For international students enrolled at some of the most prestigious universities in the US, their education may hang in the balance if they have not received their booster shot.
At Ivy League schools such as Cornell, students are required to receive a COVID booster by Jan. 31, 2022.
At Yale, all students who are eligible for COVID-19 booster shots are required to receive boosters before returning to campus for the spring semester. Additionally, all faculty and staff are expected to receive boosters as soon as they become eligible.
“Previously approved medical and religious COVID-19 vaccination exemptions will be honoured with regard to the booster requirement,” said Yale.
Meanwhile, the UC system announced that faculty, staff and students must obtain a booster shot as soon as they are eligible. “Students are reminded that compliance with the vaccination policy is a condition of being physically on campus,” said UC Berkeley.
Other universities, including New York University and Columbia, also have booster mandates for those who meet the criteria for eligibility.
Stanford requires students to get booster shot
Stanford University is also among the US universities that have made a student booster shot requirement for students coming to campus. The university will accommodate students who cannot take the vaccine for medical or religious reasons, but they must request an exemption.
While the booster mandate is implemented on university grounds with good intentions, the news did not bode well with some students.
A petition was organised by Monte Fischer, a first-year management science and engineering PhD student against the university’s admission team to repeal the decision. Over 2,500 people signed the petition at the time of writing.
Stanford’s mandate of booster vaccines for all students is unethical and coercive. Persuade with reason, not with force. Sign our petition to Stanford leadership to end the mandate!https://t.co/TUbPb4aCzN
— Monte Fischer (@themontefischer) January 11, 2022
For international students like Diogo Braganca, not adhering to the booster mandate could have a severe affect on his enrolment and residency status in the US.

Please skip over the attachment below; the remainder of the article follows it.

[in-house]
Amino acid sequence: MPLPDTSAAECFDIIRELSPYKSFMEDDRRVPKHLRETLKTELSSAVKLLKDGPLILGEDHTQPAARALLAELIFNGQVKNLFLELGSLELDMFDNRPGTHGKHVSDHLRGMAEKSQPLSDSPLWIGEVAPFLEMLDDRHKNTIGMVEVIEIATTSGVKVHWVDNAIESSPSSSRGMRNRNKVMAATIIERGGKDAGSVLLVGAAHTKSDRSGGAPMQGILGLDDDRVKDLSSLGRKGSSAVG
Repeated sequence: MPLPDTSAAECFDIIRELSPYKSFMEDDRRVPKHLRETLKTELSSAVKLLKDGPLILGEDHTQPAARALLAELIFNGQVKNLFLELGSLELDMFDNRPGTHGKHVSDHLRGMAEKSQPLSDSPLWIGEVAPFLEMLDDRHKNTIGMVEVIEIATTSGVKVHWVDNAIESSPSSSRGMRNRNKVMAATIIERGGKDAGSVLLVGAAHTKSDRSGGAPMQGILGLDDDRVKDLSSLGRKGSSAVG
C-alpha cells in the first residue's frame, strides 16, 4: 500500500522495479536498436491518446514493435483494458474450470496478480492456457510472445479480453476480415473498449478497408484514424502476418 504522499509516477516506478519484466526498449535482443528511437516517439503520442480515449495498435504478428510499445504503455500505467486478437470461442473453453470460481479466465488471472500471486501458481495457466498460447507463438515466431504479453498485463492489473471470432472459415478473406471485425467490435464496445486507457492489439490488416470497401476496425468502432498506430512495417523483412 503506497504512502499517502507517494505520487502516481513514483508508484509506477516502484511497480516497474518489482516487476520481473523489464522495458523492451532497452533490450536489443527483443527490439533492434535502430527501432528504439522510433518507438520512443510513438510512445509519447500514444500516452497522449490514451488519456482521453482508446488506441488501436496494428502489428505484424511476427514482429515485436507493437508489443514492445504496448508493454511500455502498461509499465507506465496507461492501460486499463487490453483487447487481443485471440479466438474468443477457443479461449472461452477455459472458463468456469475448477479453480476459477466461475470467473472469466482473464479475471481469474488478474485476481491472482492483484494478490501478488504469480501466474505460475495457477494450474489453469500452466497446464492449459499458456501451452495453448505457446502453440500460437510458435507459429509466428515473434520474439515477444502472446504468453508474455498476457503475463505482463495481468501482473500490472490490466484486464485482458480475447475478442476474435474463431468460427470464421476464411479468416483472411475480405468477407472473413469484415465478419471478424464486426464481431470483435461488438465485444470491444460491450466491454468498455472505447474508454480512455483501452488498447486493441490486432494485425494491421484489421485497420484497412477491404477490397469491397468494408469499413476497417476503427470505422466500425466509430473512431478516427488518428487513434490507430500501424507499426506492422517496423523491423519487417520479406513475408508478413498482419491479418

In an opinion piece in Newsweek, the Physics PhD student said he doesn’t feel compelled to take the booster shot and stated he would only do so under Stanford’s “coercive” mandate.
“This spring, Stanford instituted a requirement that all students be vaccinated or else face an ‘enrollment hold’ which restricts their ability to complete classes, progress on degrees, get financial aid or even live on campus,” he wrote.
“Though the university was not explicit, these restrictions on the unboosted amount to effective expulsion from the university.”
Braganca acknowledged that while the vaccine is safe for use with a relatively low risk of side effects, possible side effects from being injected with the COVID-19 vaccine such as myocarditis could be detrimental to young men such as himself.
He added that immunity provided by the COVID-19 vaccine is short-lived.
“The epidemiological evidence is overwhelming that vaccinated and COVID-recovered people like me have stronger immunity against reinfection and disease transmission than even vaccinated and boosted people who have never had COVID,” he wrote.
He added that if he doesn’t get his booster shot before April 15, 2022, he cannot enrol for the spring quarter and his J-1 visa will be automatically cancelled.
”It is painful to realise that my school is twisting my arm with the threat of visa cancellation while claiming that I am not forced to do anything. Many students will comply unwillingly with the mandate because they do not want to disrupt their future careers,” he enthused.
“For me and other international students, the consequences of not being injected with the booster are even higher. We, along with our families, face deportation – and Stanford knows it. It is time everybody knows it as well.”
Stanford students: “get boosted or face deportation”
Latest data for 18-29s in England indicates infection rate after 3 doses is nearly 80% higher than after 2.
Unlikely that US data will be drastically different.
“irrational” does not begin to cover this. pic.twitter.com/wG4NC4PIL7
— David Paton (@cricketwyvern) March 31, 2022
Despite accusations that the booster mandate is coercive and unethical, a Stanford representative claimed the contrary, adding that the booster shot is implemented with good intentions.
“Our booster requirement is intended to support sustained immunity against COVID-19 and is consistent with the advice of county and federal public health leaders,” said Dr. Jim Jacobs, Associate Vice Provost and Executive Director, Vaden Health Services, in a statement.
“Booster shots enhance immunity, providing additional protection to individuals and reducing the possibility of being hospitalised for COVID-19. In addition, booster shots prevent infection in many individuals, thereby slowing the spread of the virus.
“A heavily boosted campus community reduces the possibility of widespread disruptions that could impact the student experience, especially in terms of in-person classes and activities and congregate housing.”